Numerical values of the PWR spectral changes occurring after addition of penetratin to the membrane bilayers of different composition are shown in Table 1. As previously reported [34], the binding of penetratin to the PC bilayer produced a biphasic event, with a decrease in the resonance angle position both for p- and s-polarization at low concentrations (up to 0.1 µM), followed by positive shifts for both polarizations at higher concentrations. From the second binding event a binding affinity has been calculated, with a Kd of 0.6 µM. The low concentration event was characterized by a large decrease in the resonance minimum that after graphical analysis has been mainly attributed to a decrease in mass which can only be explained by an efflux of lipids into the plateau Gibbs border [35]. In the second binding event, positive shifts were observed for both polarizations, mainly related to mass changes (80%, increase) and some structural changes (20%) (Table 1). We propose that those correspond to a rearrangement of the peptide and the lipids with lipid influx into the bilayer core and repacking of the lipids around the peptide.

Table 1. Effects of penetratin on PC, PC/DOPE (1/1) and PG bilayers observed by PWR.

The interaction of penetratin with the zwitterionic PC/DOPE bilayer produced, like for PC, two binding events with negative shifts followed by positive shifts for both polarizations (Table 1). A Kd of 0.01 µM was obtained, indicative of a high affinity of penetratin for this lipid composition. The magnitudes of the spectral changes of both events were smaller than those observed in the case of PC. Concerning the first binding event, this could be related with the fact that PE has a smaller head group than PC and so induces smaller lipid rearrangements. The two binding events were associated with a large mass change and a structural change component.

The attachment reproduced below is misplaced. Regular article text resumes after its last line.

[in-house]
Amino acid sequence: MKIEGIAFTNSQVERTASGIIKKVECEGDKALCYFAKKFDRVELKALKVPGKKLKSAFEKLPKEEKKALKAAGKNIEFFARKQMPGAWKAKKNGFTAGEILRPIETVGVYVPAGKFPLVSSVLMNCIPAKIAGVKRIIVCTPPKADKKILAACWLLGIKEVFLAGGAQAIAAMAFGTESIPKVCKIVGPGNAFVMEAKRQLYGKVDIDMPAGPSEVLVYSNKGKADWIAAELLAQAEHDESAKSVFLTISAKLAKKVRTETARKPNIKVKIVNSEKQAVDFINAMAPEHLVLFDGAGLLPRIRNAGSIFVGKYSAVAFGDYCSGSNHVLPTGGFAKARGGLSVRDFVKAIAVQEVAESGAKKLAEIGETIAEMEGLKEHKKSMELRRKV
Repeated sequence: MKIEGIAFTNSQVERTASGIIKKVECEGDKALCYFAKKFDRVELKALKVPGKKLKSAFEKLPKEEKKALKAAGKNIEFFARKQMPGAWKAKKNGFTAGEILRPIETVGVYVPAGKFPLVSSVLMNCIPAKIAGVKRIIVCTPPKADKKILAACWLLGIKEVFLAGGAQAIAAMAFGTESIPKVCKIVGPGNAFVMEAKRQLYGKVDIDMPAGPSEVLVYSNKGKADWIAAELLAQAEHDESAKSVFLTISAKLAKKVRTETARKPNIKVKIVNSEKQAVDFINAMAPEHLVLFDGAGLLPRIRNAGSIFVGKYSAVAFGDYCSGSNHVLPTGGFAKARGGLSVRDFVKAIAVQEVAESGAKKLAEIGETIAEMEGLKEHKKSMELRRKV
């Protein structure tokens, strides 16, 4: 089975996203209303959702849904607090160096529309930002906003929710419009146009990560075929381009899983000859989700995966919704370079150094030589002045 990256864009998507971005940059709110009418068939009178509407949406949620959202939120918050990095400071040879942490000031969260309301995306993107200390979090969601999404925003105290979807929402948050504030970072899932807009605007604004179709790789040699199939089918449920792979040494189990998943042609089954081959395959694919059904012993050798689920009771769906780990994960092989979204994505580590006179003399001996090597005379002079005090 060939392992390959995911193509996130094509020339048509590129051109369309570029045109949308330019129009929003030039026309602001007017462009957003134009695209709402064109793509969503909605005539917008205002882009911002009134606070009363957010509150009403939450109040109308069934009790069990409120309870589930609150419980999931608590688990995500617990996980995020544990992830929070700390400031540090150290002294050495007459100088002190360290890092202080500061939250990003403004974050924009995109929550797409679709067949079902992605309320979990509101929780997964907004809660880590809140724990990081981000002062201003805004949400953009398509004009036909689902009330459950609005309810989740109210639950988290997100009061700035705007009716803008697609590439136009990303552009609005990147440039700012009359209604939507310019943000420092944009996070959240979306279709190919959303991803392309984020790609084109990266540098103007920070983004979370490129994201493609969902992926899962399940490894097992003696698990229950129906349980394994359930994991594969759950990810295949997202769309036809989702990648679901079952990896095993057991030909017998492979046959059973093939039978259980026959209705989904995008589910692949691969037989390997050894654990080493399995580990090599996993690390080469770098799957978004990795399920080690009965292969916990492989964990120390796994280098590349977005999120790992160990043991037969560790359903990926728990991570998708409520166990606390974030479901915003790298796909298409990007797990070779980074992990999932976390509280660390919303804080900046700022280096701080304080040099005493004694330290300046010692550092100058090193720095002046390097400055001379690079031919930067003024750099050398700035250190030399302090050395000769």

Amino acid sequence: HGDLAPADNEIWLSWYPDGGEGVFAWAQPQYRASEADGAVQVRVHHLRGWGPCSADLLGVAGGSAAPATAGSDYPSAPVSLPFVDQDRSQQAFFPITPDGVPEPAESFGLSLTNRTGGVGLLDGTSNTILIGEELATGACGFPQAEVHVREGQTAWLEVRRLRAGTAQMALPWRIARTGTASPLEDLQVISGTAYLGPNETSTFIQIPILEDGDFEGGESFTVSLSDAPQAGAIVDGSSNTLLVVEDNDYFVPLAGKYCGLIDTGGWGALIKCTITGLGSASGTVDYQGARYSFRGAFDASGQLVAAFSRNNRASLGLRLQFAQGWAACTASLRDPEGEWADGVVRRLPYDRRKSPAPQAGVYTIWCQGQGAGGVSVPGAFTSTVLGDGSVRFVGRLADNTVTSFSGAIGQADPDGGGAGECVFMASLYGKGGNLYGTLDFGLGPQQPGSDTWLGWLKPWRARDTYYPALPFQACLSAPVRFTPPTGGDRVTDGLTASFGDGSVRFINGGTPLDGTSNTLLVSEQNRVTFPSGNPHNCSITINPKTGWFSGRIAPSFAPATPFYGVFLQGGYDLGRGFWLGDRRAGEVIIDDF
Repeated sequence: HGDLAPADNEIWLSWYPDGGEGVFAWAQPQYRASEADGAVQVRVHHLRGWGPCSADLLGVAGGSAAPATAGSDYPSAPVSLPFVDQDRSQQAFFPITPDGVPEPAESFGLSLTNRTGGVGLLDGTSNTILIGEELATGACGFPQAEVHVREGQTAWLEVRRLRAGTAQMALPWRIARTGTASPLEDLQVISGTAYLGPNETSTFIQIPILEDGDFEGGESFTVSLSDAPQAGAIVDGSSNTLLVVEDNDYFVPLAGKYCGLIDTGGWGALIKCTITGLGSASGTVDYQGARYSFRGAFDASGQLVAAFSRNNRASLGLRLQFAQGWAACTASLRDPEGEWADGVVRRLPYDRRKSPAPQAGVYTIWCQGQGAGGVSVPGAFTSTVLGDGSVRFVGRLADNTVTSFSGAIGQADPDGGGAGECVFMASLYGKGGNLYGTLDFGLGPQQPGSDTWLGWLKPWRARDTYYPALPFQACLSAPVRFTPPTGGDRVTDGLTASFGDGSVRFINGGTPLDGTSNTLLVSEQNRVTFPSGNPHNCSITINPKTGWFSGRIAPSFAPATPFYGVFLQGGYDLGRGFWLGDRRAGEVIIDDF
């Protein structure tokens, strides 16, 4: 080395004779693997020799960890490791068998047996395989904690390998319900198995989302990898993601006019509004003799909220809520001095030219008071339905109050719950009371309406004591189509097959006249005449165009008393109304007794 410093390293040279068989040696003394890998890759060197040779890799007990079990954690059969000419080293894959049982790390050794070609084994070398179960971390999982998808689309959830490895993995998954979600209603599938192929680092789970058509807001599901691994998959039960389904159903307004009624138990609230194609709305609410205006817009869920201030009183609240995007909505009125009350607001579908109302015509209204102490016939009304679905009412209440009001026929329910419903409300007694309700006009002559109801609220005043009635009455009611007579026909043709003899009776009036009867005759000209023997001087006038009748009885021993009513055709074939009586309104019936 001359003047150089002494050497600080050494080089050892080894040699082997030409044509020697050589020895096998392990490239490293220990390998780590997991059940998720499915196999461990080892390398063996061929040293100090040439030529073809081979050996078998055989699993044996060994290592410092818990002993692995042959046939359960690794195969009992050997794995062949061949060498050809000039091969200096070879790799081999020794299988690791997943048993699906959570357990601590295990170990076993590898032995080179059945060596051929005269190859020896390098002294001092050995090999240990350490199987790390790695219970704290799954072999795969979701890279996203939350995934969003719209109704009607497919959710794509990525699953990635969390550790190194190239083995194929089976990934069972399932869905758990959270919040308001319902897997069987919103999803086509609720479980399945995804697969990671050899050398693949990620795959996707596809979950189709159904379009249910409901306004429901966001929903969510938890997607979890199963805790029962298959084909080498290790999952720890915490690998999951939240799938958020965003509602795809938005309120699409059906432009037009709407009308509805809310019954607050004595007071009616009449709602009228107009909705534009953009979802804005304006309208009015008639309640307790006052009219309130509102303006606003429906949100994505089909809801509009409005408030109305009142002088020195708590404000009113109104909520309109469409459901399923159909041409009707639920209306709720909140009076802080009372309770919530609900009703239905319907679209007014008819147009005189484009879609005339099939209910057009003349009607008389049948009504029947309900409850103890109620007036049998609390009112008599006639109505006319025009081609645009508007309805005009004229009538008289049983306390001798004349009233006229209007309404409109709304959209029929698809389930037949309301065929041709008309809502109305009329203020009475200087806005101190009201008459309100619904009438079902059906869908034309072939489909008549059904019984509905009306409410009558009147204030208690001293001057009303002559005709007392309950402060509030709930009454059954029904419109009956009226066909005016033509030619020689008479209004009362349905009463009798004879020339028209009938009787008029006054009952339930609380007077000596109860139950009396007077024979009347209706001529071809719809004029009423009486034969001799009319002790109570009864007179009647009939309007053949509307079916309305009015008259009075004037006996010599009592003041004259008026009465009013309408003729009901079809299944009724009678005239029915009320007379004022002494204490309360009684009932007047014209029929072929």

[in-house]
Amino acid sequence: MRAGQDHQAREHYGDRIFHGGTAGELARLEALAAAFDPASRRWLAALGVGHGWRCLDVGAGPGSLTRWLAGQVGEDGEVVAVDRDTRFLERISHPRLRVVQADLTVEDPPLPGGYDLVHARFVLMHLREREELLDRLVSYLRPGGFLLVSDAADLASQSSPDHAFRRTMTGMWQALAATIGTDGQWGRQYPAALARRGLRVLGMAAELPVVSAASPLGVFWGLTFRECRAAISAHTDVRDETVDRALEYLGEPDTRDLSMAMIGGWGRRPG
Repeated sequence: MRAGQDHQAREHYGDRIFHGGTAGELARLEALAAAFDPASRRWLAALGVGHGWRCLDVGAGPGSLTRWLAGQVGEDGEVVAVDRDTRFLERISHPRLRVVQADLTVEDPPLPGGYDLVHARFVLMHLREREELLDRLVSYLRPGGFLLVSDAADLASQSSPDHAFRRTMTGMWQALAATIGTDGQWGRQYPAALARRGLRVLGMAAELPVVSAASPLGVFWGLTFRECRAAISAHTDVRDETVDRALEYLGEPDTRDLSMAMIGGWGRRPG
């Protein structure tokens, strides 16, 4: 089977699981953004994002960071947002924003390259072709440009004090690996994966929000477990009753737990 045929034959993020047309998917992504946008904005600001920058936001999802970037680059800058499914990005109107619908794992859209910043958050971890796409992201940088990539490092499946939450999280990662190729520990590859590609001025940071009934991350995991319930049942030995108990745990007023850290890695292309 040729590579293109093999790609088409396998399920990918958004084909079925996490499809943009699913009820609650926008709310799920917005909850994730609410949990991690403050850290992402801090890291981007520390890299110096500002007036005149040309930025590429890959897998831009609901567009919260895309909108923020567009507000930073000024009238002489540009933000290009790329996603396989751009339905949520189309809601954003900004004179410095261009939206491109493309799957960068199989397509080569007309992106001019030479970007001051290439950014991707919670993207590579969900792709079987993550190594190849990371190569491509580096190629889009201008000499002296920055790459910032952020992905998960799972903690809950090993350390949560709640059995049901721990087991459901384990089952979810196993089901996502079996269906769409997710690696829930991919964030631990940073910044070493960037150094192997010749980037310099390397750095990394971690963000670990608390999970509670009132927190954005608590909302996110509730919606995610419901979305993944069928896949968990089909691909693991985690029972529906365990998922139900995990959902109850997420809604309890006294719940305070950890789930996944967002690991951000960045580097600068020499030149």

In the case of PG, only one binding event was observed, penetratin led to positive shifts for both p- and s-polarizations (Table 1). A considerable enhance in the binding affinity was observed, when compared with the zwitterionic PC, with a Kd of 0.04 µM. This binding event is characterized mainly by a change (increase) in mass that cannot be solely explained from the peptide weight itself (as it could not lead to such large spectral change, considering its small mass) but could arise from an efflux of the lipid from the plateau Gibbs border into the membrane. With PG the first binding event observed with PC and PC/DOPE was absent because there are no repulsive interactions in this case between the peptide and the lipid head groups but rather attractive ones are established between the positively charged amino acids and negatively charged lipid. The magnitude of the spectral changes (Table 1) are slightly larger than those observed in the second binding event of penetratin to PC and result from a higher reorganization of the lipid (higher packing) around the peptide due to favourable electrostatic interactions.